continued from Starlit Sky: 25. Pisces and Aries

Nakshatra and Raasi

Over these several episodes of this series, I have referred to Nakshatra or star and Raasi or constellation in the Indian Astronomical System.

There are 12 Raasis (the 12 zodiac signs) that the Sun seems to travel in throughout the year. The Moon too travels the same path. There are 27 main stars in all these constellations put together that are of importance to this system.

Scientific study of this astronomical system involves many calculations that are meticulously done and lead to the Lunar calendar that Hinduism follows. These calculations slowly derive into the Astrological calculations leading to the Indian Astrology, which is a whole different thing and it is not in the scope of this topic.

I am not an expert in the Astrological system nor am I an enthusiast of Astrology. As such, I am not going to talk on that at all.

All of us who practice Hinduism are familiar with the terms “my nakshatra” and “my raasi”. How does one nakshatra from among 27 and one raasi from among 12 become “yours”?

I shall try and explain all this and a bit more in this episode.

I will now try to explain the how 27 stars are divided into 12 raasis or constellations.

But, first a recap. Here is a table to refresh your memory from all the previous episodes. See if you can remember all of them.

Sl NakshatraWestern nameConstellationRaasi
2Bharani41 ArietisAriesMesha
5Mrigashiralamda orionisOrionKaalapurusha
8PushyamiAsellus AustralisCancerKarka
17Anuradha Dschubba ScorpioVrischika
20PoorvashadaKaus AustralisSagittariusDhanu
27Revathizeta piscicumPiscesMeena

Your janma nakshatram (birth star) is the one from among these 27 that is nearest to the moon on the day of your birth.

Your janma raasi (birth constellation) is the one from among these 12 that was near that nakshatra. This is used only during plotting of your horoscope.

Your horoscope is written based on these two facts. Predictions are based on the charts where the movements of the planets are tracked.


Now for another concept from the Indian Astronomical system.

As you have seen there are 27 stars and 12 constellations to distribute them in. So we are presented with a mathematical problem because stars cannot be divided into bits. To solve this issue, each nakshatra is envisioned as having 4 padas or divisions.

So 27 nakshatras, each with 4 padas is: 27×4 = 108

Now this 108 is divisible by 12 (the number of raasis). So each raasi has 9 padas from the stars. Each raasi has the following nakshatra padas.

Sl noRaasiNakshatras with paadas
1MeshaAshwini (4), Bharani(4), Krithika (1)
2VrushabhaKrithika(3), Rohini(4), Mrigashira(2)
3MithunaMrigashira(2), Arudra(4), Punarvasu(3)
4KarkaPurarvasu(1), Pushyami(4), Ashlesha(4)
5SimhaMagha(4), Pubba(4), Uttara(1)
6KanyaUttara(3), Hasta(4), Chitta(2)
7TulaChitta(2), Swati(4), Visakha(3)
8VrischikaVisakha(1), Anuradha(4), Jesta(4)
9DhanuMoola(4), Poorvashada(4), Uttaraashada(1)
10MakaraUttaraashada(3), Shravana(4), Dhanista(2)
11KumbhaDhanista(2), Shatabhisha(4), Poorvabhadra(3)
12MeenaPoorvabhadra(1), Uttaraabhadra (4), Revathi(4)

As you can see, some nakshatras span 2 raasis. So, your and your friend may share a same janma nakshatra but if they have different paadas, then you may not share the same raasi.

When you go to any temple, the purohita (priest) asks for your gotra (forefather lineage), your nakshatra and your raasi. At this time, tell your janma nakshatra and depending on the paada, tell that raasi.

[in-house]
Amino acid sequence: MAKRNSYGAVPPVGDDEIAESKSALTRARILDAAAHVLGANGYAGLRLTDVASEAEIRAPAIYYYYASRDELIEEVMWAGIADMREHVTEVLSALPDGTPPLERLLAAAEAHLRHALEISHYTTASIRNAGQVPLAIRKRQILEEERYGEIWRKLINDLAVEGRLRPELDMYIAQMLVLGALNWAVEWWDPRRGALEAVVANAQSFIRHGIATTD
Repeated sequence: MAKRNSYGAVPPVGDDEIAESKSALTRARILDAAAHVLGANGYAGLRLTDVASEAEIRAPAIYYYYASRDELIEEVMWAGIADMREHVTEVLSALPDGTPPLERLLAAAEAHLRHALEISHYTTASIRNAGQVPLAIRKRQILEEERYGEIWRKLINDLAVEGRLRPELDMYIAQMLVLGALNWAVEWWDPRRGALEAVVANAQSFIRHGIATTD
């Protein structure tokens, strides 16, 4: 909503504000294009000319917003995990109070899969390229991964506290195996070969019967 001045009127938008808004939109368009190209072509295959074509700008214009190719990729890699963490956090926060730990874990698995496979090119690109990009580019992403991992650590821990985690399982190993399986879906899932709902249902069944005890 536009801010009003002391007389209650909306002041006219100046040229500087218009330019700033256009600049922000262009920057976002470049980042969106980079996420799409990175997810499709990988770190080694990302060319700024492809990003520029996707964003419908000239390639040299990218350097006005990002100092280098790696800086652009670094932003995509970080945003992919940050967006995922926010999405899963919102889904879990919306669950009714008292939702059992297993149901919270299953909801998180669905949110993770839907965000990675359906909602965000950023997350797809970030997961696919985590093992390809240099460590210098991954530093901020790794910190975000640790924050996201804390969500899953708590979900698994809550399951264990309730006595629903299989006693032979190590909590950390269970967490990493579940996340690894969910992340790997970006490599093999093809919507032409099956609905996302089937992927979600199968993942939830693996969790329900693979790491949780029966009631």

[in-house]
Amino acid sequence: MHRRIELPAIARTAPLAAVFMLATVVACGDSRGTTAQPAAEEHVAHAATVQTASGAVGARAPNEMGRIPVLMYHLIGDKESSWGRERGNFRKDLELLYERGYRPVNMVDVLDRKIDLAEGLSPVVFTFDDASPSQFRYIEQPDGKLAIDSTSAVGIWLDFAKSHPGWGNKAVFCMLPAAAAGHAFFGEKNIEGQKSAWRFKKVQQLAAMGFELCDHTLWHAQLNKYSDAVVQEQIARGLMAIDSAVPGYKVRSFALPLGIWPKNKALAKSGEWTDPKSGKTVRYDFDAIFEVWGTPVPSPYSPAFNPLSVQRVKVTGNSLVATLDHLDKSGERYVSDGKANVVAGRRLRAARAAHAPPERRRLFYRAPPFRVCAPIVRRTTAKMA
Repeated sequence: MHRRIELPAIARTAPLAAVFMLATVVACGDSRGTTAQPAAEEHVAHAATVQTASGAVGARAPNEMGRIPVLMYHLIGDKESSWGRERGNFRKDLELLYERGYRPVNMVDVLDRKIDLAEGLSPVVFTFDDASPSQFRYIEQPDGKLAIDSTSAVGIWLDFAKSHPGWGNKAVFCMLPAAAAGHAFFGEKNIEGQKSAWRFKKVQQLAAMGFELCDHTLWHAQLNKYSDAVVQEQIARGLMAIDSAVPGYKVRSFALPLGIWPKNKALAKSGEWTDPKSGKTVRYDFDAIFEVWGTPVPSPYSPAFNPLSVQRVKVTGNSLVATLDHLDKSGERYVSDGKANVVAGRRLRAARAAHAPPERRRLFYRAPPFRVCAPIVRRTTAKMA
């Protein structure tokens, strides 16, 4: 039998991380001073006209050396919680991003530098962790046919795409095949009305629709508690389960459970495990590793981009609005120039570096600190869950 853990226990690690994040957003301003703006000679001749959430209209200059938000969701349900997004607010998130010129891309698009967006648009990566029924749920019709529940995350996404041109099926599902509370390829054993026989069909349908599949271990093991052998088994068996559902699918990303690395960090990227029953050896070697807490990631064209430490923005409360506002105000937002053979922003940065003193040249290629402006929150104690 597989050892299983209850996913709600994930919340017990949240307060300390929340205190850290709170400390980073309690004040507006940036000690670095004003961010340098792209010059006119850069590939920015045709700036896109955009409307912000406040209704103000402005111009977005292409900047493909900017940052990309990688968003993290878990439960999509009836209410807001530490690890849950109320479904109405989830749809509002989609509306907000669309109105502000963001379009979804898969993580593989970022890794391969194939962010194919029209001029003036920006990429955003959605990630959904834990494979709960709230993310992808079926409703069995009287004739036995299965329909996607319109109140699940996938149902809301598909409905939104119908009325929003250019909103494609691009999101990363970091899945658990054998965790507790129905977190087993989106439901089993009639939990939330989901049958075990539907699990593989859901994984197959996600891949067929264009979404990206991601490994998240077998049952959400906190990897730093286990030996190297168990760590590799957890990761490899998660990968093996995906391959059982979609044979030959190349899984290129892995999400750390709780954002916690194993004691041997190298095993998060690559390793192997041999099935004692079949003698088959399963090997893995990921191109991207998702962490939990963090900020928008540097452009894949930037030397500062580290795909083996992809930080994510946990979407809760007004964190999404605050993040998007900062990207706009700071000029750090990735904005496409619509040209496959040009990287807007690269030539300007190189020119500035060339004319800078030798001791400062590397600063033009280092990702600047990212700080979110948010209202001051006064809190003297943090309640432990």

Lunar Calendar

Hindu calendar follows the lunar movements. The 12 lunar months of the Hindu calendar are named after the star near which the new moon of that month occurs.

Chaitra (Mar-Apr)Chitta
Vaishakha (Apr-May)Visakha
Jesta (May-Jun)Jesta
Ashada (Jun-Jul) Uttarashada
Ashweeyuja (Sep-Oct)Ashwini
Kartheeka (Oct-Nov) Kritthika
Maargashira (Nov-Dec)Mrigashira
Pushya (Dec-Jan)Pushyami
Phalguna (Feb-Mar)Uttaraphalguna

A lunar month or maasam has two parts. First fifteen days starts from a day after new moon (amavasya). Those 15 days is called Shukla paksha or the bright part of the moon. The next 15 days starts from a day after full moon (poornima). Those 15 days are called the Krishna paksha or the dark part of the moon.
A paksha is 15 day time period.

As you all know, the moon does not take exactly 30 days to complete a rotation around the Earth. It takes only 27.3 days. So, every month about 2-3 days are carried forward and every 13 months an extra maasam is added to the calendar. That extra month is called Adhika maasam.

During the Adhika maasam, there will be two full moons associated to the same star. For example, if the full moon occurs with Jesta nakshatram, then the Adhika maasam will be called Adhika Jesta. The consequent Jesta will be called Nija Jesta maasam.

Random gyaan:
A small story from the mythology. King Daksha Prajapathi had 27 daughters. Yes, they were the 27 nakshatras. They were all married to Chandra, the moon. But Chandra liked his wife Rohini more than his other wives. All the sisters complained to their father about this injustice. King Daksha was enraged and he cursed his son-in-law that all his radiance will be destroyed. Chandra is aghast and he prays for forgiveness. Daksha then relents and modifies his curse saying that the original curse cannot be reversed but the radiance of Chandra will vary over a period of 15 days. The radiance will wax and wane throughout the month for eternity. That is why we have a moon that grows and diminishes!

This completes my series on Starlit Sky. My work of love for my Dad. I started this almost 2 years back. You can read the first one here. It has taken me 2 years to give it a completion. My only regret is that my dad who wanted me to write this, is no longer here with me to read it. But, I am sure he was there with me throughout to help me complete it.

Dedicated to dad with love and respect.